Frances de Chollet Collection
Held at: Princeton University Library: Public Policy Papers [Contact Us]
This is a finding aid. It is a description of archival material held at the Princeton University Library: Public Policy Papers. Unless otherwise noted, the materials described below are physically available in their reading room, and not digitally available through the web.
Overview and metadata sections
Frances de Chollet (1900-1994) was an American citizen who assisted Allen Dulles with obtaining the diaries of Galeazzo Ciano, the Foreign Minister of Italy from 1936-1943 who was killed by order of his father-in-law, Benito Mussolini. During World War II, de Chollet was married to a Swiss banker and lived in Switzerland. Dulles, who was then head of the Office of Strategic Services network in Switzerland, enlisted the help of de Chollet and several others to locate Edda Ciano, Galeazzo Ciano's widow and the daughter of Mussolini, who had fled to Switzerland with five booklets of her husband's diaries.
In addition to traveling to meet with Edda Ciano and reporting back to Dulles, de Chollet served as an intermediary to allow Ciano and Dulles to communicate with each other through correspondence. Ciano wrote letters addressed to de Chollet that included messages for Dulles, often referring to Dulles as de Chollet's "important friend." After the diaries were reproduced by the United States government, De Chollet essentially took on the role as Ciano's agent, as Ciano entrusted de Chollet with negotiating for a French edition of the diaries to be published in Switzerland and France.
Frances de Chollet died in 1994. Her name was styled as Frances Winslow Kemble at the time of her death.
The collection documents the attainment of Galeazzo Ciano's diaries by the United States government and Frances de Chollet's role in the process, mostly in the form of correspondence. The majority of the letters were written to de Chollet by Edda Ciano in de Chollet's capacity as a messenger between Ciano and Allen Dulles, though the collection also consists of correspondence to de Chollet from Dulles and an unidentified correspondent. (A letter from Chicago Daily News correspondent Paul Ghali, who also assisted in obtaining the diaries, postdates the war.) Additionally, the collection contains a small amount of de Chollet's notes documenting her face-to-face meetings with Edda Ciano.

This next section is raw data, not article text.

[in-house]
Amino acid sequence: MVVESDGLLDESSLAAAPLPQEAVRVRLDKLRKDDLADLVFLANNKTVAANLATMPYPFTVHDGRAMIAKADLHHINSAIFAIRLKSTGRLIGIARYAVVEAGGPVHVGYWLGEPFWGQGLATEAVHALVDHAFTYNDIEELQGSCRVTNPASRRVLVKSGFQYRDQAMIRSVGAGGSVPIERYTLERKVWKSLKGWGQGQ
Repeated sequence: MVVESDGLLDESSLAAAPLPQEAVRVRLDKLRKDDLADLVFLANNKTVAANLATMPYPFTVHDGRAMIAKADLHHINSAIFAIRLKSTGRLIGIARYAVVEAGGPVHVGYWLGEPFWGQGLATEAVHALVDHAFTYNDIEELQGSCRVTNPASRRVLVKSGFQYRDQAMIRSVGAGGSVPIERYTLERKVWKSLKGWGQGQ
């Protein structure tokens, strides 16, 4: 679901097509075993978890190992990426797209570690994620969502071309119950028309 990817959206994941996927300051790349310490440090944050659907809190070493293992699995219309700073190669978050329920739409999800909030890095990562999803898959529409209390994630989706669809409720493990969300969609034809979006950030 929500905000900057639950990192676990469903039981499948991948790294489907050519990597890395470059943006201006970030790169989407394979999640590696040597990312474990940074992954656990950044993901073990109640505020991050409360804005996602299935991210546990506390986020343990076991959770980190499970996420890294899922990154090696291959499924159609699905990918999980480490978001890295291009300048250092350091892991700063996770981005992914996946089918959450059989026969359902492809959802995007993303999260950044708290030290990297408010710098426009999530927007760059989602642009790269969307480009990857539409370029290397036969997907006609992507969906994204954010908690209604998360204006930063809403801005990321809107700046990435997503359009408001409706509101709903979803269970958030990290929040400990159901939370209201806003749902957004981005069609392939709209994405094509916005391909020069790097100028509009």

The collection also includes biographical materials in the form of photographs that Frances de Chollet took during her trip to Germany at the end of the war, as well as some portraits of her and her passport. Additionally, the collection contains a letter written by de Chollet to her daughter Roseline that describes Roseline's birth in Paris in 1940 and their family's subsequent escape from the city.
The order in which these materials came to Princeton has been maintained.
This collection was donated by Jacqueline de Chollet, Frances de Chollet's daughter, in May 2017. The accession number associated with this donation is ML.2017.014.
This collection was processed by Rachel Van Unen in May 2017 at the time of accessioning. Materials were rehoused in archival folders and all materials were described in a collection-level finding aid.
A folder title list was added in December 2019 by Will Clements
A copy of The Ciano Diaries signed by Edda Ciano to Frances de Chollet was separated to Princeton University Library's Rare Books Division.
- Ciano, Edda Mussolini, Contessa
- Ciano, Galeazzo, conte, 1903-1944
- Dulles, Allen, 1893-1969
- Mussolini, Benito, 1883-1945.
- Public Policy Papers
- Finding Aid Date
- Access Restrictions
Collection is open for research use.
- Use Restrictions
Single photocopies may be made for research purposes. For quotations that are fair use as defined under U. S. Copyright Law, no permission to cite or publish is required. For those few instances beyond fair use, researchers are responsible for determining who may hold the copyright and obtaining approval from them. Researchers do not need anything further from the Mudd Library to move forward with their use.